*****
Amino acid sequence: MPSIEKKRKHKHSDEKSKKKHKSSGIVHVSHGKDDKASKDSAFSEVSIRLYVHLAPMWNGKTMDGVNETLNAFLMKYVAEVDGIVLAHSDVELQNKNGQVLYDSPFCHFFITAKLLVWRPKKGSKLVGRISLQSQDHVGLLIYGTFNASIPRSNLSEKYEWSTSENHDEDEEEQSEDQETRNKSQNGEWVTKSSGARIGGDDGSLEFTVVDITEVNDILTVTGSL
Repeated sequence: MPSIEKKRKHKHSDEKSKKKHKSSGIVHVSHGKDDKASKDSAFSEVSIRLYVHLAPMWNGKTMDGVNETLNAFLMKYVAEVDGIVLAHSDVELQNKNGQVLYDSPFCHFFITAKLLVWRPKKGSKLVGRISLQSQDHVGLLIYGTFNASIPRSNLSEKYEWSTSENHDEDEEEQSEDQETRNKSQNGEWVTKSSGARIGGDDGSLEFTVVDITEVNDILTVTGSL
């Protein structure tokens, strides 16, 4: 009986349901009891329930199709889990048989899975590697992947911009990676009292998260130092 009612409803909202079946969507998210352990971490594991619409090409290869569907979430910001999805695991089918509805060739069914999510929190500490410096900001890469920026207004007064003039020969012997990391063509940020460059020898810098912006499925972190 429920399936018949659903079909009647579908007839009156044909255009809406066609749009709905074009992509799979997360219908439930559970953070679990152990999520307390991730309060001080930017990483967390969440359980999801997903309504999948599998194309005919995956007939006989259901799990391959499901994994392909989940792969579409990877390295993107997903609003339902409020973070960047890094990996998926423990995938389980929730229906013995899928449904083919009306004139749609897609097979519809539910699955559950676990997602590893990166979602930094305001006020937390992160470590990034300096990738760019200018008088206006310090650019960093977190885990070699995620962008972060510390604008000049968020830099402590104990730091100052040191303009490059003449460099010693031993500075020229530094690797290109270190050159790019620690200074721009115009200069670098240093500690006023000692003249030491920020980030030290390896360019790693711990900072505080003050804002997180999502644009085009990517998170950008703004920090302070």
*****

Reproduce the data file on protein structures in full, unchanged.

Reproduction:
Amino acid sequence: MPSIEKKRKHKHSDEKSKKKHKSSGIVHVSHGKDDKASKDSAFSEVSIRLYVHLAPMWNGKTMDGVNETLNAFLMKYVAEVDGIVLAHSDVELQNKNGQVLYDSPFCHFFITAKLLVWRPKKGSKLVGRISLQSQDHVGLLIYGTFNASIPRSNLSEKYEWSTSENHDEDEEEQSEDQETRNKSQNGEWVTKSSGARIGGDDGSLEFTVVDITEVNDILTVTGSL
Repeated sequence: MPSIEKKRKHKHSDEKSKKKHKSSGIVHVSHGKDDKASKDSAFSEVSIRLYVHLAPMWNGKTMDGVNETLNAFLMKYVAEVDGIVLAHSDVELQNKNGQVLYDSPFCHFFITAKLLVWRPKKGSKLVGRISLQSQDHVGLLIYGTFNASIPRSNLSEKYEWSTSENHDEDEEEQSEDQETRNKSQNGEWVTKSSGARIGGDDGSLEFTVVDITEVNDILTVTGSL
């Protein structure tokens, strides 16, 4: 009986349901009891329930199709889990048989899975590697992947911009990676009292998260130092 009612409803909202079946969507998210352990971490594991619409090409290869569907979430910001999805695991089918509805060739069914999510929190500490410096900001890469920026207004007064003039020969012997990391063509940020460059020898810098912006499925972190 429920399936018949659903079909009647579908007839009156044909255009809406066609749009709905074009992509799979997360219908439930559970953070679990152990999520307390991730309060001080930017990483967390969440359980999801997903309504999948599998194309005919995956007939006989259901799990391959499901994994392909989940792969579409990877390295993107997903609003339902409020973070960047890094990996998926423990995938389980929730229906013995899928449904083919009306004139749609897609097979519809539910699955559950676990997602590893990166979602930094305001006020937390992160470590990034300096990738760019200018008088206006310090650019960093977190885990070699995620962008972060510390604008000049968020830099402590104990730091100052040191303009490059003449460099010693031993500075020229530094690797290109270190050159790019620690200074721009115009200069670098240093500690006023000692003249030491920020980030030290390896360019790693711990900072505080003050804002997180999502644009085009990517998170950008703004920090302070």